The 10 Best Zombie Movies of All Time 2014 List
2014 List of the 100 Best Zombie Movies Ever
Zombies are by far the most popular horror monster right now. From books like Pride & Prejudice & Zombies-yes, that's a real book-to t-shirts and memes, zombies are showing up all over pop culture. But zombies aren't a new fad. They seem to just keep going, like they're - well, like they're undead. As any good horror fan knows, zombie movies have been popular for decades.
*Here is my review of ten of the best zombie movies of all time. Before you go don't forget to vote in my interactive Top 100 zombie movies of 2014 poll. This poll determines the order of the movies below!
#10 White Zombie
White Zombie, released in 1932, is considered to be the very first feature-length zombie movie. It's not nearly as action-packed or blood-spewing as modern zombie movies, but it set an excellent precedent for zombie movie creepiness.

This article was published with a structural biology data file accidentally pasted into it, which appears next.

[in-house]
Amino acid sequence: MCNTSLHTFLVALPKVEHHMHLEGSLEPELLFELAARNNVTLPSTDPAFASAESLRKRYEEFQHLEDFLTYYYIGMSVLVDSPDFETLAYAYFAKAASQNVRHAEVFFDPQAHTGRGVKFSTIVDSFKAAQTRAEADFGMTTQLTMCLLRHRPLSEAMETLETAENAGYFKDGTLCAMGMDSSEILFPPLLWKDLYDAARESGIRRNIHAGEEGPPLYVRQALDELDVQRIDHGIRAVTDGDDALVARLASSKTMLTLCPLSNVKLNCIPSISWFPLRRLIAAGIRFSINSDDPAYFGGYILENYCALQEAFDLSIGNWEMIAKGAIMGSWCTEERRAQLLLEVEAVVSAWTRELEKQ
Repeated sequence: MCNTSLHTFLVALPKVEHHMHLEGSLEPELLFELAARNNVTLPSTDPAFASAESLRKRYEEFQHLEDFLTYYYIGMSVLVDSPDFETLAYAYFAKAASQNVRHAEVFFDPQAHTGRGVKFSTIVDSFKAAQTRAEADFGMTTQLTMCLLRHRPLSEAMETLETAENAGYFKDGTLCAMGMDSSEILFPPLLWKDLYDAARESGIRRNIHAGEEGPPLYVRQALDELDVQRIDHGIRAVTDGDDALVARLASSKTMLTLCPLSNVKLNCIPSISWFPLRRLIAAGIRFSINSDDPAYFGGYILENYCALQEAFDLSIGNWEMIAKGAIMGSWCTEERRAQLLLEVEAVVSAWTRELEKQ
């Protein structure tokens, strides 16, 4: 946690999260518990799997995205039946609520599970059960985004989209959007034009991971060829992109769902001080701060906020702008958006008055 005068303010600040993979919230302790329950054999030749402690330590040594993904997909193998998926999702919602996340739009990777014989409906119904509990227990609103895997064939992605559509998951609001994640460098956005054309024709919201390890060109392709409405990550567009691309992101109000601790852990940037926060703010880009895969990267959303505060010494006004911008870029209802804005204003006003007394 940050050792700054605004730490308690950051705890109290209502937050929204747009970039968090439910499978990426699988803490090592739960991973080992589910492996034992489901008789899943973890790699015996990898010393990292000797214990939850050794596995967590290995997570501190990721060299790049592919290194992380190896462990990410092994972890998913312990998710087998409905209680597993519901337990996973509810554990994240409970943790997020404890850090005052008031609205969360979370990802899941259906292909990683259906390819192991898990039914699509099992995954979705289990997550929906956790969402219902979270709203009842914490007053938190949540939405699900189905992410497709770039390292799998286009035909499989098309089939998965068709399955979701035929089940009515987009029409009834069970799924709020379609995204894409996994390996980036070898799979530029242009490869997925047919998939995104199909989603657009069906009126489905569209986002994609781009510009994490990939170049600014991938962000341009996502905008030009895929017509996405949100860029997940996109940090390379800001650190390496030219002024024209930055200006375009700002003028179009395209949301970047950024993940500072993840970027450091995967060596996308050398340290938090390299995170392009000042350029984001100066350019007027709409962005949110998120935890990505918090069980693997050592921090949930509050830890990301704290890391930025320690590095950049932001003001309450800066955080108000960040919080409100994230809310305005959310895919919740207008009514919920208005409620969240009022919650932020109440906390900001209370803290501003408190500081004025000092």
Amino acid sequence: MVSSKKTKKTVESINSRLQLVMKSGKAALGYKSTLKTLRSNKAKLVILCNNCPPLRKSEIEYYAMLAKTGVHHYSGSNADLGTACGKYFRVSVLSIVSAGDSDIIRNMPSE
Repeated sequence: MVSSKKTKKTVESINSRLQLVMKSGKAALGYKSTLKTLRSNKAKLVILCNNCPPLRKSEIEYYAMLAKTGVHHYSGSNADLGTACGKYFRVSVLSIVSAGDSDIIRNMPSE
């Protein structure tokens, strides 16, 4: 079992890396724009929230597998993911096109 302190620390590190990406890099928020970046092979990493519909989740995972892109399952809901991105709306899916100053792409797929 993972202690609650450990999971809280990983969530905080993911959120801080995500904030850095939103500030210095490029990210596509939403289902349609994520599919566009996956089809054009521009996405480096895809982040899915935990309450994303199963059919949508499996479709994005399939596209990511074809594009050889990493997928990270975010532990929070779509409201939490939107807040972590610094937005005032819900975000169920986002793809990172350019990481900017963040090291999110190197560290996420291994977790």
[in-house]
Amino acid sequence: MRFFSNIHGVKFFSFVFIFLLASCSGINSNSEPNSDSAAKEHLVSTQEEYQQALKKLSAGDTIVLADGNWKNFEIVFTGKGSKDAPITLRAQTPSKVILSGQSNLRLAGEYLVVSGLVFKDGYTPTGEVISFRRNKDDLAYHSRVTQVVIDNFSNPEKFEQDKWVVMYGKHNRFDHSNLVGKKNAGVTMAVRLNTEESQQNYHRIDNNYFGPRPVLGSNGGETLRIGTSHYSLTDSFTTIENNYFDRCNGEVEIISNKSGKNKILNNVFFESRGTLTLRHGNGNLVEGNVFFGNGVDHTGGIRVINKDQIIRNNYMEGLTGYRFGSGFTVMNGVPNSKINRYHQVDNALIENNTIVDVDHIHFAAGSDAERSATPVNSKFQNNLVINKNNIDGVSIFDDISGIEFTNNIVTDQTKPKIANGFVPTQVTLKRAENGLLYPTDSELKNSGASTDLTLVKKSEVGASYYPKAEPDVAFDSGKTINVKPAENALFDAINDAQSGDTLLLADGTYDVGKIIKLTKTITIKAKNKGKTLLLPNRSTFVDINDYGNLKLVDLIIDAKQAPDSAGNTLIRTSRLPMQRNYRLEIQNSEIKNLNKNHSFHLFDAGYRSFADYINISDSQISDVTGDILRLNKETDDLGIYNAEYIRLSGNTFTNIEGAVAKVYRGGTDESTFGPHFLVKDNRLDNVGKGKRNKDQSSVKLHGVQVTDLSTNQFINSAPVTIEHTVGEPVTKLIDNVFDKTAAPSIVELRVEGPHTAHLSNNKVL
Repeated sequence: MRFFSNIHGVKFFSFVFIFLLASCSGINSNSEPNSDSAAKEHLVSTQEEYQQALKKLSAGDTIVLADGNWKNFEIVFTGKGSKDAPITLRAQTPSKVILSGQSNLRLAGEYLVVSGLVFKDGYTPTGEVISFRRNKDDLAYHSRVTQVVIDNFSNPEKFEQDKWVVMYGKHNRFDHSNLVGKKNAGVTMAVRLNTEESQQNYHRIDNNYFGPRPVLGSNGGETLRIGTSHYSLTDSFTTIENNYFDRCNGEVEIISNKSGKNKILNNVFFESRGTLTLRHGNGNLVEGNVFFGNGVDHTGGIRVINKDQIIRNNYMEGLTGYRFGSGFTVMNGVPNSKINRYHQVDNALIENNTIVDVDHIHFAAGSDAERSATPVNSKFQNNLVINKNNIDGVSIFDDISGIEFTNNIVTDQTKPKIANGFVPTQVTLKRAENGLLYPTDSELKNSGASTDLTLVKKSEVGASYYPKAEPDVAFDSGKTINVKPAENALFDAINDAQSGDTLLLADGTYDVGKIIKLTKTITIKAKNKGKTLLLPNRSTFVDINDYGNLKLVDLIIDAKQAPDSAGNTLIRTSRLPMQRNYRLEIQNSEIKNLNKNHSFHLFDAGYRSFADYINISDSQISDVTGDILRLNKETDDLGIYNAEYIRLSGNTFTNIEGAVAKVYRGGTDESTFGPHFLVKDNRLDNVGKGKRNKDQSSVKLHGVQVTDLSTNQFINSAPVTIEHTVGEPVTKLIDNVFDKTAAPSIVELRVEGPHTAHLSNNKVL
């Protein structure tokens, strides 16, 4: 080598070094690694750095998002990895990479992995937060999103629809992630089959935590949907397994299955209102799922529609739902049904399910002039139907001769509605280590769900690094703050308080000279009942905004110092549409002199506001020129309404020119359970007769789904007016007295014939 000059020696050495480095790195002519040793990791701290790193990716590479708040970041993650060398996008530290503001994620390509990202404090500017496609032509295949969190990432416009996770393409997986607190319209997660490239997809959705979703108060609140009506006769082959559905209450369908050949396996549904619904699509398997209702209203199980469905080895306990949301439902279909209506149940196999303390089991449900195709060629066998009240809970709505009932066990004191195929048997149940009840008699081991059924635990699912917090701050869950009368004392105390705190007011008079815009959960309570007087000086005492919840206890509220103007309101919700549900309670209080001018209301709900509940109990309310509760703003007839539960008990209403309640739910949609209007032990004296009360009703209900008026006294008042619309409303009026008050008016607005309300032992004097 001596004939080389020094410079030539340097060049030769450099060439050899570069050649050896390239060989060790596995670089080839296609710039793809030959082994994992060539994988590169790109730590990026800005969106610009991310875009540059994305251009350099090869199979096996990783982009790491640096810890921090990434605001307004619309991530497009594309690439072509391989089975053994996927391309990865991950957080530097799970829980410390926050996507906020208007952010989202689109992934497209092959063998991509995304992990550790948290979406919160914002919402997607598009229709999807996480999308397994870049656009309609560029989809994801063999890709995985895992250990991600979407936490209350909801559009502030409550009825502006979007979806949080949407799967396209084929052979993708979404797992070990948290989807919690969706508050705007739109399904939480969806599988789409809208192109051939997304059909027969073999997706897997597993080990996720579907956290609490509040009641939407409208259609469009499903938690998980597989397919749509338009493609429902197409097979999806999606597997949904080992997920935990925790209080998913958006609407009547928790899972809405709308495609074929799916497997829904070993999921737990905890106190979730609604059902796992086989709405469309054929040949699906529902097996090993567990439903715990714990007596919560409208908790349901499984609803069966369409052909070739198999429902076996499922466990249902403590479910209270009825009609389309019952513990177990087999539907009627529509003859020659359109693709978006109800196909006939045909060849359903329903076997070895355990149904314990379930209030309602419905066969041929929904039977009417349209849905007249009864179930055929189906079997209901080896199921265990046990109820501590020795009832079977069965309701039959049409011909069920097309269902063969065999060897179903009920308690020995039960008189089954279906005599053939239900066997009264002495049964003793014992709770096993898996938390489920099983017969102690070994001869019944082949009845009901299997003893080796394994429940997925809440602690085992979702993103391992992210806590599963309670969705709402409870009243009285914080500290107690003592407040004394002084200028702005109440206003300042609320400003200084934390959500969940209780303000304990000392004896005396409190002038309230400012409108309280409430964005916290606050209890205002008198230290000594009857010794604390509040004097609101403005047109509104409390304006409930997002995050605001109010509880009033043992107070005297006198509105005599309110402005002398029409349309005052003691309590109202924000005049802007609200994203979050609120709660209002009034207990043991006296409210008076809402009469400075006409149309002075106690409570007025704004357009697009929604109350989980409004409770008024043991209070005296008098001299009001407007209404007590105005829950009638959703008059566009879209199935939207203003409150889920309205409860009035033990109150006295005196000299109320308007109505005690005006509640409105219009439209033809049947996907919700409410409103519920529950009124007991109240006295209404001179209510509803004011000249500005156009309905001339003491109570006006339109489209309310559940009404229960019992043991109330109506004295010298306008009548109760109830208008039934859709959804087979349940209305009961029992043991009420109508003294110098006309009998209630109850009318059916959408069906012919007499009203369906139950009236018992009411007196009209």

The main character, Margaret, travels to Haiti to be married to her fiancé, Neil. When they arrive at the home of Charles Beaumont, where the wedding is to take place, Beaumont becomes instantly infatuated with Margaret's beauty. He appeals to the ominously named Murder Legendre, a local voodoo expert and creator of zombies (played by Bela Lugosi) for help. Once Margaret is zombified, however, Beaumont is unhappy with her lack of emotion (honestly, you'd think he'd never seen a zombie flick before), but Murder refuses to return Margaret to life. Meanwhile, Neil breaks into Beaumont's fortress to save Margaret, and in the ensuing fight, Murder dies and his mental hold over his zombie plantation workers-and over Margaret-breaks.
White Zombie wasn't a big hit when it was first released in 1932, but it's become a cult classic now, thanks to Bela Lugosi's fame and the current zombie fad. The film's atmospheric horror scenes make it a must for zombie fans.
Fido is definitely a zombie comedy. What could be funnier than a movie about a boy and his zombie? It's set in a 1950s-ish world, where space radiation has turned the dead into zombies. (That's a nice change from the ever-common zombie virus, in my opinion.) Zombies now either live in the wild, or are used as household servants. Young Timmy Robinson's family names their first zombie Fido, and he becomes Timmy's best pal.